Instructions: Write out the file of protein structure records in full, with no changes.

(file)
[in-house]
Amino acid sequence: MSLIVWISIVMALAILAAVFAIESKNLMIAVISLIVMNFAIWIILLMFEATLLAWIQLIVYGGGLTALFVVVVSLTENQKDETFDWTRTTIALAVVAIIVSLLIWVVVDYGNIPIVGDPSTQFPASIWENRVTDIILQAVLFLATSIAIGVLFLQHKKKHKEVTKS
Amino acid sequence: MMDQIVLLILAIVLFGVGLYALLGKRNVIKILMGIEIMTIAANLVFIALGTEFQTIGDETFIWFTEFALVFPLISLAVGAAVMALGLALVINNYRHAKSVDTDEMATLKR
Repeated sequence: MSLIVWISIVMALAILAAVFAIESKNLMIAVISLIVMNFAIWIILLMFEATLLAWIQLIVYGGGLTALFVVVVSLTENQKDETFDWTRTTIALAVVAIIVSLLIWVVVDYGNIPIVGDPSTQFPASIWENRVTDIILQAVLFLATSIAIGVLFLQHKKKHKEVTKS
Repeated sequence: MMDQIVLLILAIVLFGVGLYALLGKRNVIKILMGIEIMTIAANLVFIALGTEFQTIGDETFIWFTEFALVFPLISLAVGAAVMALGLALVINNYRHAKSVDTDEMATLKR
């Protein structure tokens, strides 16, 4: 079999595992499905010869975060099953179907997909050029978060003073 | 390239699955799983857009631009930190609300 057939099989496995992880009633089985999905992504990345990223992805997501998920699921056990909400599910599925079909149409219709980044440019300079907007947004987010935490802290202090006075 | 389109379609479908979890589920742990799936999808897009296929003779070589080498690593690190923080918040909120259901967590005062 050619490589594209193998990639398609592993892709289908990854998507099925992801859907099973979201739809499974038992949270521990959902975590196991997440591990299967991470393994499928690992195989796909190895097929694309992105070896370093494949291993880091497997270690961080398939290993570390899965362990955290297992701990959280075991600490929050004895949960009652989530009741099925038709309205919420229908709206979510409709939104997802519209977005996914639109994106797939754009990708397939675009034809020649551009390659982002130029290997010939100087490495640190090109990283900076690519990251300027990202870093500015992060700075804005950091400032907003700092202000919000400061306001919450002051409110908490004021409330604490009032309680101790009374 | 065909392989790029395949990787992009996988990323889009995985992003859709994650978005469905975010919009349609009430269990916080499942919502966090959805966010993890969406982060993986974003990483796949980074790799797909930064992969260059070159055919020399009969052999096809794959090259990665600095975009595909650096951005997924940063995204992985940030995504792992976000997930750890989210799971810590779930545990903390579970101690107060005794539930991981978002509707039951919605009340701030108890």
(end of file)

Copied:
[in-house]
Amino acid sequence: MSLIVWISIVMALAILAAVFAIESKNLMIAVISLIVMNFAIWIILLMFEATLLAWIQLIVYGGGLTALFVVVVSLTENQKDETFDWTRTTIALAVVAIIVSLLIWVVVDYGNIPIVGDPSTQFPASIWENRVTDIILQAVLFLATSIAIGVLFLQHKKKHKEVTKS
Amino acid sequence: MMDQIVLLILAIVLFGVGLYALLGKRNVIKILMGIEIMTIAANLVFIALGTEFQTIGDETFIWFTEFALVFPLISLAVGAAVMALGLALVINNYRHAKSVDTDEMATLKR
Repeated sequence: MSLIVWISIVMALAILAAVFAIESKNLMIAVISLIVMNFAIWIILLMFEATLLAWIQLIVYGGGLTALFVVVVSLTENQKDETFDWTRTTIALAVVAIIVSLLIWVVVDYGNIPIVGDPSTQFPASIWENRVTDIILQAVLFLATSIAIGVLFLQHKKKHKEVTKS
Repeated sequence: MMDQIVLLILAIVLFGVGLYALLGKRNVIKILMGIEIMTIAANLVFIALGTEFQTIGDETFIWFTEFALVFPLISLAVGAAVMALGLALVINNYRHAKSVDTDEMATLKR
């Protein structure tokens, strides 16, 4: 079999595992499905010869975060099953179907997909050029978060003073 | 390239699955799983857009631009930190609300 057939099989496995992880009633089985999905992504990345990223992805997501998920699921056990909400599910599925079909149409219709980044440019300079907007947004987010935490802290202090006075 | 389109379609479908979890589920742990799936999808897009296929003779070589080498690593690190923080918040909120259901967590005062 050619490589594209193998990639398609592993892709289908990854998507099925992801859907099973979201739809499974038992949270521990959902975590196991997440591990299967991470393994499928690992195989796909190895097929694309992105070896370093494949291993880091497997270690961080398939290993570390899965362990955290297992701990959280075991600490929050004895949960009652989530009741099925038709309205919420229908709206979510409709939104997802519209977005996914639109994106797939754009990708397939675009034809020649551009390659982002130029290997010939100087490495640190090109990283900076690519990251300027990202870093500015992060700075804005950091400032907003700092202000919000400061306001919450002051409110908490004021409330604490009032309680101790009374 | 065909392989790029395949990787992009996988990323889009995985992003859709994650978005469905975010919009349609009430269990916080499942919502966090959805966010993890969406982060993986974003990483796949980074790799797909930064992969260059070159055919020399009969052999096809794959090259990665600095975009595909650096951005997924940063995204992985940030995504792992976000997930750890989210799971810590779930545990903390579970101690107060005794539930991981978002509707039951919605009340701030108890």